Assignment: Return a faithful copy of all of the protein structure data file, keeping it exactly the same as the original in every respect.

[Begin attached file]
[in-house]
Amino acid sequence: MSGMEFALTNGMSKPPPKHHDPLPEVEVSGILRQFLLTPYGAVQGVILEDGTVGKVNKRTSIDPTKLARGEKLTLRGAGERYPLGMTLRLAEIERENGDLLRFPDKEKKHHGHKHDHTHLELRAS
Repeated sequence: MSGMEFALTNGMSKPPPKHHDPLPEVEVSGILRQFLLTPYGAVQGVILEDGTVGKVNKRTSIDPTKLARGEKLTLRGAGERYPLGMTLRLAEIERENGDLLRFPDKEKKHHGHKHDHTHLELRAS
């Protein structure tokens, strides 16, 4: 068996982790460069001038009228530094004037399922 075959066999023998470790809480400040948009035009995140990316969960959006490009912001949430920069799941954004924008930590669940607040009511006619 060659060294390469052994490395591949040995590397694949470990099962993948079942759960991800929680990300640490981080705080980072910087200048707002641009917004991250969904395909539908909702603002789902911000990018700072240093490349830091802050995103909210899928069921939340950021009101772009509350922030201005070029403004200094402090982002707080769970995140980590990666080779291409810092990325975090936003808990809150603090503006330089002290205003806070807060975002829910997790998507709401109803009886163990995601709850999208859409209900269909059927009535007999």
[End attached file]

[in-house]
Amino acid sequence: MSGMEFALTNGMSKPPPKHHDPLPEVEVSGILRQFLLTPYGAVQGVILEDGTVGKVNKRTSIDPTKLARGEKLTLRGAGERYPLGMTLRLAEIERENGDLLRFPDKEKKHHGHKHDHTHLELRAS
Repeated sequence: MSGMEFALTNGMSKPPPKHHDPLPEVEVSGILRQFLLTPYGAVQGVILEDGTVGKVNKRTSIDPTKLARGEKLTLRGAGERYPLGMTLRLAEIERENGDLLRFPDKEKKHHGHKHDHTHLELRAS
């Protein structure tokens, strides 16, 4: 068996982790460069001038009228530094004037399922 075959066999023998470790809480400040948009035009995140990316969960959006490009912001949430920069799941954004924008930590669940607040009511006619 060659060294390469052994490395591949040995590397694949470990099962993948079942759960991800929680990300640490981080705080980072910087200048707002641009917004991250969904395909539908909702603002789902911000990018700072240093490349830091802050995103909210899928069921939340950021009101772009509350922030201005070029403004200094402090982002707080769970995140980590990666080779291409810092990325975090936003808990809150603090503006330089002290205003806070807060975002829910997790998507709401109803009886163990995601709850999208859409209900269909059927009535007999």